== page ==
The crypto investors who hang on as Bitcoin plunges are the perfect example of a problematic mindset that keeps people from building wealth
- As the price of Bitcoin falls, many cryptocurrency investors are doubling down.
- This tendency to stick with something even when you're wrong is common, says CEO Ramit Sethi, author of "I Will Teach You to Be Rich."
- He explains that many people aren't willing to admit they were wrong about something because they've built their identity around that thing, internalizing money messages that might not hold up over the long term.
Have you ever seen someone double down on something even when confronted with evidence that they were wrong?
A good example of this: cryptocurrency investors.
One report covering investors who lost a significant portion of their money to cryptocurrencies revealed some haunting insights on this:
"In the United States, Charles Herman, a 29-year-old small-business owner in Charleston, S.C., became obsessed with virtual currencies in September. He said he now felt that he had wasted 10 months of his life trying to play the markets.
"'There's just so much more behind this new wave of technology and innovation that I'm sure will take over our society in due time,' Mr. Yoo said. With prices down so much, he said he was actually looking to put more money into the markets."
What do you see here? Many of them don't treat bitcoin as an investment. Instead, bitcoin becomes part of their identity.
And when that happens, it becomes nearly impossible to change - even when they've lost a ton of money.
It's not just cryptocurrency investors, either. This is the same reason why people will publicly support a politician and - when worse and worse behavior is revealed - they don't change their mind, but instead they actually double down.
Why does this happen? Why do we hold onto our beliefs even when there's a ton of evidence that we're wrong?
The money messages that control our lives
When it comes to money, people rarely ever want to admit they were wrong … and I don't blame them. So much of who we are and how we measure our worth is tied up to money.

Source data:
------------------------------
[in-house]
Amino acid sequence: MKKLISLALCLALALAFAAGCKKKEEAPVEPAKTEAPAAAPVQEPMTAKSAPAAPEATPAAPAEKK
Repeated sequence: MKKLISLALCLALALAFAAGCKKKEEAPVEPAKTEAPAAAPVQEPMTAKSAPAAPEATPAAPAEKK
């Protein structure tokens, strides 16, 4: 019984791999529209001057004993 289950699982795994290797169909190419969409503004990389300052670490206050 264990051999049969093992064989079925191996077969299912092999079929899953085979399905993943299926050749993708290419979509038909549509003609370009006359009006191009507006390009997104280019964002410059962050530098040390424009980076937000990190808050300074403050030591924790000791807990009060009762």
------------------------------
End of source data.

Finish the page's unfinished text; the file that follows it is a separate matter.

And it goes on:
That's not a judgement on individuals, either. In fact, a lot of our beliefs around money come in the way of "money messages" - the beliefs and values surrounding finances so deeply embedded in our society that we don't even realize they're guiding our attitudes and behavior.
We typically absorb these messages as kids from our families, but they can really come from anywhere.
Here are a few money messages people commonly believe - and a better way to approach them:
MONEY MESSAGE: "I can't get a raise in this economy."
BETTER MESSAGE: "I can get a very large raise if I show my boss that my work is invaluable to the company."
MONEY MESSAGE: "I can't afford that."
SOLUTION: "Yes, I can afford that expensive purchase. I just need to figure out how."
MONEY MESSAGE: "The best way to save money is to cut spending."
SOLUTION: "There's a limit to how much I can save, but there's no limit to how much I can earn."
MONEY MESSAGE: "This cryptocurrency / stock is the hottest investment to get rich quick!"
SOLUTION: "There's no such thing as a get rich quick scheme. The only way to be rich is to scale up my earnings and invest for the long run."
Each of these money messages are so ingrained in our thinking that we don't realize that they're there. They become a part of our identity and guide our behaviors surrounding them.
And if you don't realize they're there, they can become dangerous and lead you down paths you didn't necessarily even want to follow just because you thought you must.
Keep your identity small
Think about some other messages you've told yourself:
- "I should follow my passion."
- "I should hook up with a lot of people before I settle down."
- "I work hard, so I deserve this nice apartment."
- "My kids should take care of themselves after they graduate from college."
Notice that some of these messages aren't necessarily bad. However, they still can prevent us from doing the things we love and living our Rich Life.
Investor Paul Graham once said, "keep your identity small."
Once something becomes part of your identity, it's hard to change - even if all evidence tells you that you should.
Many people who get caught up in things like cryptocurrency investing, politics, or religion don't keep their identity small. They become "crypto" people, Republicans, Democrats, Libertarians - publicly! Once that happens, they're tied to it. They've publicly tied their identity to someone or something, and it would be psychologically devastating to change their minds now.
I don't mind identities. I have a few of my own:
- Personal finance guy
- Gym rat
- Hot sauce fan
But be extremely cautious about the messages you tell yourself, because once you internalize it, you'll do anything to justify your choices.
Ramit Sethi is the author of the New York Times bestseller, "I Will Teach You To Be Rich," and writes for more than 1 million readers on his websites, iwillteachyoutoberich.com and GrowthLab.com. His work on personal finance and entrepreneurship have been featured in The New York Times, Wall Street Journal, and Business Insider.
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